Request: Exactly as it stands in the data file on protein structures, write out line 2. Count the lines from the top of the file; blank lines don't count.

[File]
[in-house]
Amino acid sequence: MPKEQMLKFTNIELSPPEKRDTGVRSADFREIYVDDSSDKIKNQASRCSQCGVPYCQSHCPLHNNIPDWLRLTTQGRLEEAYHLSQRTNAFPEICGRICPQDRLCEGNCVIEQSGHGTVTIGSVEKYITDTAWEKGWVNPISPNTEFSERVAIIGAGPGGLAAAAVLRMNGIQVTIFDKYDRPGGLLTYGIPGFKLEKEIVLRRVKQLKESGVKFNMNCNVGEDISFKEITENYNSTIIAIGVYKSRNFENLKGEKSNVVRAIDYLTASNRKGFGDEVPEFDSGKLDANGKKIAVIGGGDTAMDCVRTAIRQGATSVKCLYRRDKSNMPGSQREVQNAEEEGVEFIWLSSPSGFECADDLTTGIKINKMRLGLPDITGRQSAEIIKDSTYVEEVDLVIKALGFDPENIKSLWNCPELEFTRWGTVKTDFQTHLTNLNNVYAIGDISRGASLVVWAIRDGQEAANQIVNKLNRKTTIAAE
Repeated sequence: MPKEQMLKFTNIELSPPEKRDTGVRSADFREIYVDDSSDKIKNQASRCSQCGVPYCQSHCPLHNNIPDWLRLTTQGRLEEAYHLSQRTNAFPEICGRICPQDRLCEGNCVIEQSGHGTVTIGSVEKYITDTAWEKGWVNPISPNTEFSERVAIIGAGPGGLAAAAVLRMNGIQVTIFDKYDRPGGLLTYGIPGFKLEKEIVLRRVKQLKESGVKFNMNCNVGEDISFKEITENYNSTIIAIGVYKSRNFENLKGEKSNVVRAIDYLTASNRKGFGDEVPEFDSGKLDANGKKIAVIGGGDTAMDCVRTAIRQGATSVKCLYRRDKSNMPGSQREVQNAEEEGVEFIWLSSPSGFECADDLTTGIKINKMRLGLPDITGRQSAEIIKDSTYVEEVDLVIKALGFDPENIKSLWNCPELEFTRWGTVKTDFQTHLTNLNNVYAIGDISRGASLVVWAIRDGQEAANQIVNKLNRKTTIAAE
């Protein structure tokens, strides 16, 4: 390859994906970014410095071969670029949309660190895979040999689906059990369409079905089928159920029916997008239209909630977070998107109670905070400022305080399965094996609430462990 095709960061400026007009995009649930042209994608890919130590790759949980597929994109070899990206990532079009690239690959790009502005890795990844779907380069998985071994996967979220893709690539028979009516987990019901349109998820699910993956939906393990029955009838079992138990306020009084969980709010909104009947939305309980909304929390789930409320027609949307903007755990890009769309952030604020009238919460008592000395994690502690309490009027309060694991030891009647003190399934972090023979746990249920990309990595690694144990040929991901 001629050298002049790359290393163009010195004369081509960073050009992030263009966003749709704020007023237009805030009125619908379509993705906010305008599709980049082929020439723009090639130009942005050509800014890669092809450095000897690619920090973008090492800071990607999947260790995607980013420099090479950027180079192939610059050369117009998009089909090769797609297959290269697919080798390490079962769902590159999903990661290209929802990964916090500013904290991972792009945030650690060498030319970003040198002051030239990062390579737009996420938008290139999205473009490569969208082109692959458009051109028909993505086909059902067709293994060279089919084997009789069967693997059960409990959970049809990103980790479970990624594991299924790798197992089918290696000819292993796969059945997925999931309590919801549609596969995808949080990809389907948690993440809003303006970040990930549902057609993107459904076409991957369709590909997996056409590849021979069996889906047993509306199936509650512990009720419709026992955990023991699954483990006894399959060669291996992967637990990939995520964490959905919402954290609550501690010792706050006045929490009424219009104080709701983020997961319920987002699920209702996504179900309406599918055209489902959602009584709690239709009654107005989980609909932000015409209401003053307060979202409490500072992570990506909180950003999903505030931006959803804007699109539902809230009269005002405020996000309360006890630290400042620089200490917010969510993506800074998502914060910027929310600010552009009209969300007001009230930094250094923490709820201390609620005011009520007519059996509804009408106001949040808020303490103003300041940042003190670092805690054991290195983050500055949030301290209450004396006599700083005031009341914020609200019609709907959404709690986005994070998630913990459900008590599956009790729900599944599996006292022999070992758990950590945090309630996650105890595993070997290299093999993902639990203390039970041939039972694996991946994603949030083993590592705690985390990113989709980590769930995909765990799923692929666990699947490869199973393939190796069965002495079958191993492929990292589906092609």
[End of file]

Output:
Amino acid sequence: MPKEQMLKFTNIELSPPEKRDTGVRSADFREIYVDDSSDKIKNQASRCSQCGVPYCQSHCPLHNNIPDWLRLTTQGRLEEAYHLSQRTNAFPEICGRICPQDRLCEGNCVIEQSGHGTVTIGSVEKYITDTAWEKGWVNPISPNTEFSERVAIIGAGPGGLAAAAVLRMNGIQVTIFDKYDRPGGLLTYGIPGFKLEKEIVLRRVKQLKESGVKFNMNCNVGEDISFKEITENYNSTIIAIGVYKSRNFENLKGEKSNVVRAIDYLTASNRKGFGDEVPEFDSGKLDANGKKIAVIGGGDTAMDCVRTAIRQGATSVKCLYRRDKSNMPGSQREVQNAEEEGVEFIWLSSPSGFECADDLTTGIKINKMRLGLPDITGRQSAEIIKDSTYVEEVDLVIKALGFDPENIKSLWNCPELEFTRWGTVKTDFQTHLTNLNNVYAIGDISRGASLVVWAIRDGQEAANQIVNKLNRKTTIAAE